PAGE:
Status for All Migrant and Temporary Workers in Canada! End Canada's Participation in Human Trafficking!
The government must be held to account for its role in
creating a temporary foreign worker regime that employers use to
provide cheap workers for themselves. Through this and other programs
that deprive temporary workers of their rights, the government also
enables private agencies to profit from recruiting and often outright
robbing the foreign workers they traffic to employers.
The unjust treatment of
migrant workers shows that Justin Trudeau's claim to champion the cause
of women's rights is also bogus in practice. The Trudeau government has
not sorted out the trafficking and killing of Indigenous women and
girls. Likewise it does not protect and defend the rights of temporary
foreign workers, the majority of whom are women.
people demand justice and a guarantee of the rights of all. The
state-organized deportation of the Concepcion family on January 27 (see
below) and other attacks against migrant and foreign temporary workers,
in many cases suffering abuse from employers and human traffickers,
An example of such abuse is the criminal case recently
concluded, after six years, against Hector Mantolino, the owner and
operator of a company in Halifax. On March 1, Mantolino was sentenced
years in jail for violating the Immigration
in which 56 charges originally filed in 2013 were ultimately rolled
into one indictment. Over the years, Mantolino brought 28 workers from
the Philippines under a foreign worker program. He was found to have
underpaid his workers and exploited them. The case revealed that he
threatened workers and told them that if they complained about their
situation to others then the Canadian government would deport them back
to the Philippines. Documents estimate that Mantolino paid them at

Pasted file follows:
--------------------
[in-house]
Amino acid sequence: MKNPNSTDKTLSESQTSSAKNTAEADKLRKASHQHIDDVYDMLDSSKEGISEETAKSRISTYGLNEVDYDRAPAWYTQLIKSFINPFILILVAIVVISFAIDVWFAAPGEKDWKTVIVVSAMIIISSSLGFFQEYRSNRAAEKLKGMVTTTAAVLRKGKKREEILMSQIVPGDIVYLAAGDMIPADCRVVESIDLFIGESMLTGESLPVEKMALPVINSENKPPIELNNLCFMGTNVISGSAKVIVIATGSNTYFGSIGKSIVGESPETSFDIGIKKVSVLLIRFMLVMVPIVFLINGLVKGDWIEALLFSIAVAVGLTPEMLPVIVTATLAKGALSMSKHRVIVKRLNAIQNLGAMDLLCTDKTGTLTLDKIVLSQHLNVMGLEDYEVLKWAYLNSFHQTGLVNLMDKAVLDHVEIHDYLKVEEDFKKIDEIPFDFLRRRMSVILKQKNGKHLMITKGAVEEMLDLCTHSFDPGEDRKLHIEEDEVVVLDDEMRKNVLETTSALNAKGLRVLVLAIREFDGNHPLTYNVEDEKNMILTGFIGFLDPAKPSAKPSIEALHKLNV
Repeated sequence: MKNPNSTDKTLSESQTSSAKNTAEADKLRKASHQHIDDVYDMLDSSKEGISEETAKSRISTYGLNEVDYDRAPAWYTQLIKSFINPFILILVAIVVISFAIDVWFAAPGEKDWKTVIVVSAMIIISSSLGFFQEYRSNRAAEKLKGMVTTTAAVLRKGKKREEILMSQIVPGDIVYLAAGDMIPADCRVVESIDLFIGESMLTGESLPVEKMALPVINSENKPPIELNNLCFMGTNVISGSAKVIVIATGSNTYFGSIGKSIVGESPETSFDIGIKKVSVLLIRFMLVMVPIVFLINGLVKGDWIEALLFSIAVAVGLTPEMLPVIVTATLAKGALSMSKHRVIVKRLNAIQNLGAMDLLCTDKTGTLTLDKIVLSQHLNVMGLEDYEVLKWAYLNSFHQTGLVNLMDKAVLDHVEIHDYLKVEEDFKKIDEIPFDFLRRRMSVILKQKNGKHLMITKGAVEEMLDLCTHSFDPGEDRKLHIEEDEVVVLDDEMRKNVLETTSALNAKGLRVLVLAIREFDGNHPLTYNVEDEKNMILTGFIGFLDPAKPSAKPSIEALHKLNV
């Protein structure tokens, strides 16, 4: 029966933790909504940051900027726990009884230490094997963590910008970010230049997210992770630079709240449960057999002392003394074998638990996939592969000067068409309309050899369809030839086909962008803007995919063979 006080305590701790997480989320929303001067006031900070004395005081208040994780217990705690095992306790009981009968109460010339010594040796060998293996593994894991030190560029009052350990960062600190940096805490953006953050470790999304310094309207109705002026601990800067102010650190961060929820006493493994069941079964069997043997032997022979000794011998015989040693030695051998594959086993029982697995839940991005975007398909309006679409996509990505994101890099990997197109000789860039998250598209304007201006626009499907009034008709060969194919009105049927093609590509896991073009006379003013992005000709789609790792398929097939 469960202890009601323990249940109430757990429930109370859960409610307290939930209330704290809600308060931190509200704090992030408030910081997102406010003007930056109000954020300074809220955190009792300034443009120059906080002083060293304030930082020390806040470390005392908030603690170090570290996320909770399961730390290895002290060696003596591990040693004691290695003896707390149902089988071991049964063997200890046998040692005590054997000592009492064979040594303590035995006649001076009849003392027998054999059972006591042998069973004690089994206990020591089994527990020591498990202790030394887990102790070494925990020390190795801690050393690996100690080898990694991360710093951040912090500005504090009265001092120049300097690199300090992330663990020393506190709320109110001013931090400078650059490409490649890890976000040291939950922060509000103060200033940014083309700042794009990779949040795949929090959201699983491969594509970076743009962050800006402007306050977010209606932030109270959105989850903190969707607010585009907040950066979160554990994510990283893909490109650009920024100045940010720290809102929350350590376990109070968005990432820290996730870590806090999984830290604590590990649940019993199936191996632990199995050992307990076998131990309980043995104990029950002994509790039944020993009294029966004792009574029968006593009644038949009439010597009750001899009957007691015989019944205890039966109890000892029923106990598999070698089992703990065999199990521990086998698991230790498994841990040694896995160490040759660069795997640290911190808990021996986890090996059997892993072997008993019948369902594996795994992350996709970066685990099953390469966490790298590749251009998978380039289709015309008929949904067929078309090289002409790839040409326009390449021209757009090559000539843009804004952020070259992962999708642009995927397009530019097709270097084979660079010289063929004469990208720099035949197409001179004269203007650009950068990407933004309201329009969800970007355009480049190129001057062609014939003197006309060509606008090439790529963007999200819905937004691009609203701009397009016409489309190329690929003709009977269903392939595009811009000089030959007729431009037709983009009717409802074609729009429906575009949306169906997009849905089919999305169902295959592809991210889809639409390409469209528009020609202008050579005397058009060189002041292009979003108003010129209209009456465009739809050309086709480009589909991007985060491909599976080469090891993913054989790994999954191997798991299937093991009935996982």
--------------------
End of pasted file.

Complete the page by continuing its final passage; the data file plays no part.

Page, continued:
least $500,000 less than their total reported salaries. According to
local media, one of these workers, Liza Alcantara, was told by
Mantolino that "she would have to pay Mantolino $2,000 for air fare and
$100 a month for her rent. Alcantara said she was also told that her
real salary would be $500 for 134 hours worked ($3.75 per hour) with
only $5 for overtime."
The government takes no responsibility for contributing
to and parasitizing off of the situation of an economically depressed
and oppressed Philippines. Colonial plunder and control have left the
Philippines destitute and severely underdeveloped, forcing some 12
million Filipinos to leave their homeland and live abroad seeking a
better life for themselves and their families.
Filipino workers who have migrated abroad collectively
contribute some $30 billion annually to the foreign-dominated
Philippines economy. ExPress Money, which many Filipino migrant
workers use to transfer funds to their families in the
Philippines, noted in 2016: "Money transfers from Filipinos
working all over the world account for at least 10 per cent of the
country's GDP, the second largest source of foreign capital after
value-added exports like electronic components, and a major
source of private consumption which in turn accounts for
75 per cent of the GDP."
Successive governments in the Philippines, including the
present Duterte regime, have done nothing to extricate the
Philippines from the U.S.-dominated imperialist system of states.
The regime actively encourages the out-migration of workers from
the Philippines, while providing no protection for them from the
abuse and thievery of unscrupulous human traffickers and foreign
regimes, such as in Canada, that facilitate this inhumanity.
This article was published in
Volume 49 Number 16 - May 4, 2019
Status for All Migrant and Temporary Workers in Canada! End Canada's Participation in Human Trafficking! - Philip Fernandez